Kandula Sastry remembered at campus service
by Sarah R. Buchholz, Chronicle staff
ore than 150 people gathered for a service in memory of Physics professor Kandula Sastry in Memorial Hall on Nov. 25. He died Nov. 16 in Cooley Dickinson Hospital of an apparent heart attack. He was 66.
At the service, he was remembered for his generosity to students, his efforts to bring Indian culture to the Pioneer Valley, his work in experimental nuclear physics, radiation, and biophysics, and his 38 years of service to the University.
Originally from the Andhra region of India, he received a bachelor's and a master's degree from Andhra University and a Ph.D. from Indiana University.
A Red Sox fan who loved New England foliage and playing Santa Claus, he was a pioneer of the local Indian community, encouraging world-renowned Indian musicians to perform in the area - sometimes holding concerts in his home and paying for them himself - and acting as a gateway for other Indians, according to Polymer Science professor Murugappan Muthukumar. And he and his wife, Satya, held a number of Hindu celebrations in their home.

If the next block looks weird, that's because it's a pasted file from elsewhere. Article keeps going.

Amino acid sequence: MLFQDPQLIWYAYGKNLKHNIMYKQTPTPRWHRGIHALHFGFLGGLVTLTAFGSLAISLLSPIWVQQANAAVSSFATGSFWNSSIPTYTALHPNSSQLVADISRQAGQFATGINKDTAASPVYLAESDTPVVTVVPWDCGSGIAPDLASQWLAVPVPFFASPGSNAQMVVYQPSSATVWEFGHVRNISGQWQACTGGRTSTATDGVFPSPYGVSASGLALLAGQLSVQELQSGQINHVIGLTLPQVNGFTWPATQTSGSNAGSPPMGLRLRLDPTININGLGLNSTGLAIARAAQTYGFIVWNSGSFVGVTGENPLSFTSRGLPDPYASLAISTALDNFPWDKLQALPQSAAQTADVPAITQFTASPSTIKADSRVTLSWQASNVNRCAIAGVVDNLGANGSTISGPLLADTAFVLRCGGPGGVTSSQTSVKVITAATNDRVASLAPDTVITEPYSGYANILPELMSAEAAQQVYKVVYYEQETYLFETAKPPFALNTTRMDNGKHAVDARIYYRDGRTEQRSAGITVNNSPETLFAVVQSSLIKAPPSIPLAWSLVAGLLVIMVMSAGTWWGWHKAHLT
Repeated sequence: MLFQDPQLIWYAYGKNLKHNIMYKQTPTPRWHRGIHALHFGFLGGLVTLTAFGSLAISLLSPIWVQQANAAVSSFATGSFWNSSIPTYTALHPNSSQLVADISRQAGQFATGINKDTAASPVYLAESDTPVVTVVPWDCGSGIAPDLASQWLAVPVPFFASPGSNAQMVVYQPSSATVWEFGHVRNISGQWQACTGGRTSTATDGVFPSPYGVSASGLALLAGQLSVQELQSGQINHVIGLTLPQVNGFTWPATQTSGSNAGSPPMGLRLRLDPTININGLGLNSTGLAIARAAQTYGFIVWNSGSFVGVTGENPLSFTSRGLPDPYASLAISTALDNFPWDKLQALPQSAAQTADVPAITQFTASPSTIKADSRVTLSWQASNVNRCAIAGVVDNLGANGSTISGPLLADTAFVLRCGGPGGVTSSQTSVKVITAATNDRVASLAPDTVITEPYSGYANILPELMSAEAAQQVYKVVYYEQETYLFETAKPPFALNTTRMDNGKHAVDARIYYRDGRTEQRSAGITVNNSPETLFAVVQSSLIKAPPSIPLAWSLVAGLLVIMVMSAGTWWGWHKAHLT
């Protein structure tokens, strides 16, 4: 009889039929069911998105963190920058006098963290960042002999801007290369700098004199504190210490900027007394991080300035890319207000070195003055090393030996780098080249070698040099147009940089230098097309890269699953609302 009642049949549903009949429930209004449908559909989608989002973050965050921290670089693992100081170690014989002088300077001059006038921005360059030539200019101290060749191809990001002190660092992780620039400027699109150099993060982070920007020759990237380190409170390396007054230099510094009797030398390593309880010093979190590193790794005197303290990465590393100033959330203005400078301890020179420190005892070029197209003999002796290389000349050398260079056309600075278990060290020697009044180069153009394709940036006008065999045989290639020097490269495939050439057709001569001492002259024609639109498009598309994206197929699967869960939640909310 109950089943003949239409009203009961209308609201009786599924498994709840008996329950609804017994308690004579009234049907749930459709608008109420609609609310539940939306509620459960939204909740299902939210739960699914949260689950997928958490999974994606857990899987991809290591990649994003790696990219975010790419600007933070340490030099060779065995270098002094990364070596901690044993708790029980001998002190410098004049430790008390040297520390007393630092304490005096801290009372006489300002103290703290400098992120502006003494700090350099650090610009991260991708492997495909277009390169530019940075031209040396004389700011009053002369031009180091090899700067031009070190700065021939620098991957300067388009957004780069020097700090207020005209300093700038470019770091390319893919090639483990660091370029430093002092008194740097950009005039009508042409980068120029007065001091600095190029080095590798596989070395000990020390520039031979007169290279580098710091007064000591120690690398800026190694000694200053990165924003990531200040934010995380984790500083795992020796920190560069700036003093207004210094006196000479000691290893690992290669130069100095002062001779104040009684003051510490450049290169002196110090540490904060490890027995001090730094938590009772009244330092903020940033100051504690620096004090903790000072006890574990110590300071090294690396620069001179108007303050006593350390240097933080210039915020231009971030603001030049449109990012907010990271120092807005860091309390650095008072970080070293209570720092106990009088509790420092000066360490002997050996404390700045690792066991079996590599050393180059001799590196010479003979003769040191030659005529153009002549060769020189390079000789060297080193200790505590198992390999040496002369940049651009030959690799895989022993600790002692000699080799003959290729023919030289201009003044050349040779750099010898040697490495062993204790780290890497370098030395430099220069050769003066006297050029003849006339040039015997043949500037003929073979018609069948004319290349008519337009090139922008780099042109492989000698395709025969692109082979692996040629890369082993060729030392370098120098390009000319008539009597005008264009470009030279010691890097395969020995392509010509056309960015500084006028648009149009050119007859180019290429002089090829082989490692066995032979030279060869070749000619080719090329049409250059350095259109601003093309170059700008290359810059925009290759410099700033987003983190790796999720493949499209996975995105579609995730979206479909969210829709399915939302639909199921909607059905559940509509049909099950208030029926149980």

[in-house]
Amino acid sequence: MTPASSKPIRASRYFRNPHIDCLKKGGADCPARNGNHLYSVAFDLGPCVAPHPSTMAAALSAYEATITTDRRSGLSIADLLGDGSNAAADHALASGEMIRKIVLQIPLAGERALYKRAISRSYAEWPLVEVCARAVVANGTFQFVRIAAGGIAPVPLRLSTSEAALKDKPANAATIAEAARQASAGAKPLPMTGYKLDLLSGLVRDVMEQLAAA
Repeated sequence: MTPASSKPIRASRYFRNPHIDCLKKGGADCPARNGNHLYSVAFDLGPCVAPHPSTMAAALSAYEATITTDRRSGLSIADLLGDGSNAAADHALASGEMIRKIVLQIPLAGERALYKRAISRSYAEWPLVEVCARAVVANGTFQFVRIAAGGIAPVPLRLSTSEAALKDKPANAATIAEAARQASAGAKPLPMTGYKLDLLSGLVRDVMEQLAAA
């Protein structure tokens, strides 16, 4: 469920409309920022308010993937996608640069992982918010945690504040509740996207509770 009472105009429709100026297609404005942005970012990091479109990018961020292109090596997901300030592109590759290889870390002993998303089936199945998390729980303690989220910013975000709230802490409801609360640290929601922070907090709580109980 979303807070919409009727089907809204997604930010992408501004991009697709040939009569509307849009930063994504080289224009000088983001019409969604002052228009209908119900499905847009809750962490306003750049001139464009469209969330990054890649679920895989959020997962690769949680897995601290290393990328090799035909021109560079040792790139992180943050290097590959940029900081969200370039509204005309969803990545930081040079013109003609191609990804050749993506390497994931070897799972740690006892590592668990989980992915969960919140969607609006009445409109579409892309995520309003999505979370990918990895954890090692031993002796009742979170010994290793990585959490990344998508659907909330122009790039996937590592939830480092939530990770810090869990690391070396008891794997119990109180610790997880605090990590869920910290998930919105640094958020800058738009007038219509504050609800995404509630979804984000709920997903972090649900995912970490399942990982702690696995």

In addition to being popular with students, he was a fixture in the Faculty Senate, serving on its Academic Matters Council for more than 15 years and as the council's chair for more than five years.
Through the senate, he was active in the creation of Commonwealth College, and he was an early participant in outreach through community service learning. He also chaired the University's Radiation Use Committee.
He conducted research on the basic structure of matter at the Atomic Energy Commission's Oak Ridge (Tenn.) National Laboratory in the 1970s. He was the author of dozens of scholarly articles, and he reviewed articles for a number of publications, including the Journal of Nuclear Medicine.
He funded an award, originally for high-achieving undergraduates in Physics, that is being expanded to include graduate students and will be supported by an endowment.
Memorial gifts may be made to the UMass Foundation with "the Kandula Endowment Fund" in the memo line, and sent to the Physics Department, 1127 Lederle Graduate Research Center.